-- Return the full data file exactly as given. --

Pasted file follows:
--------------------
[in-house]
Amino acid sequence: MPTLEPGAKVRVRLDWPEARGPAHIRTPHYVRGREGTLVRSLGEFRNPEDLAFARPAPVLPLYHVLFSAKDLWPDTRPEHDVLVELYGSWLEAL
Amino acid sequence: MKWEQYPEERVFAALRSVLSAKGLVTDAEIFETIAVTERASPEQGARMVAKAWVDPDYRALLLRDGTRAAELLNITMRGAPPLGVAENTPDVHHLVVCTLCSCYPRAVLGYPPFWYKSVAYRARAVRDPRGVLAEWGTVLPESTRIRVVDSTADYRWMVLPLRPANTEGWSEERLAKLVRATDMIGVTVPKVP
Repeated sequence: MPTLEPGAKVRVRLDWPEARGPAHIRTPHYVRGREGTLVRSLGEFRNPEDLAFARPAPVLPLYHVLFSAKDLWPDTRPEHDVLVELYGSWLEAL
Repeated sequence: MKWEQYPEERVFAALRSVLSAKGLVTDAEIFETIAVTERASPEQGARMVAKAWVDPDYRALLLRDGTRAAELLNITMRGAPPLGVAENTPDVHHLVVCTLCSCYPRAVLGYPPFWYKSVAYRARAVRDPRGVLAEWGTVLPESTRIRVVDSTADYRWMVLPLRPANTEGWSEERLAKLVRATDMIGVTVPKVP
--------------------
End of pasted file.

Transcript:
[in-house]
Amino acid sequence: MPTLEPGAKVRVRLDWPEARGPAHIRTPHYVRGREGTLVRSLGEFRNPEDLAFARPAPVLPLYHVLFSAKDLWPDTRPEHDVLVELYGSWLEAL
Amino acid sequence: MKWEQYPEERVFAALRSVLSAKGLVTDAEIFETIAVTERASPEQGARMVAKAWVDPDYRALLLRDGTRAAELLNITMRGAPPLGVAENTPDVHHLVVCTLCSCYPRAVLGYPPFWYKSVAYRARAVRDPRGVLAEWGTVLPESTRIRVVDSTADYRWMVLPLRPANTEGWSEERLAKLVRATDMIGVTVPKVP
Repeated sequence: MPTLEPGAKVRVRLDWPEARGPAHIRTPHYVRGREGTLVRSLGEFRNPEDLAFARPAPVLPLYHVLFSAKDLWPDTRPEHDVLVELYGSWLEAL
Repeated sequence: MKWEQYPEERVFAALRSVLSAKGLVTDAEIFETIAVTERASPEQGARMVAKAWVDPDYRALLLRDGTRAAELLNITMRGAPPLGVAENTPDVHHLVVCTLCSCYPRAVLGYPPFWYKSVAYRARAVRDPRGVLAEWGTVLPESTRIRVVDSTADYRWMVLPLRPANTEGWSEERLAKLVRATDMIGVTVPKVP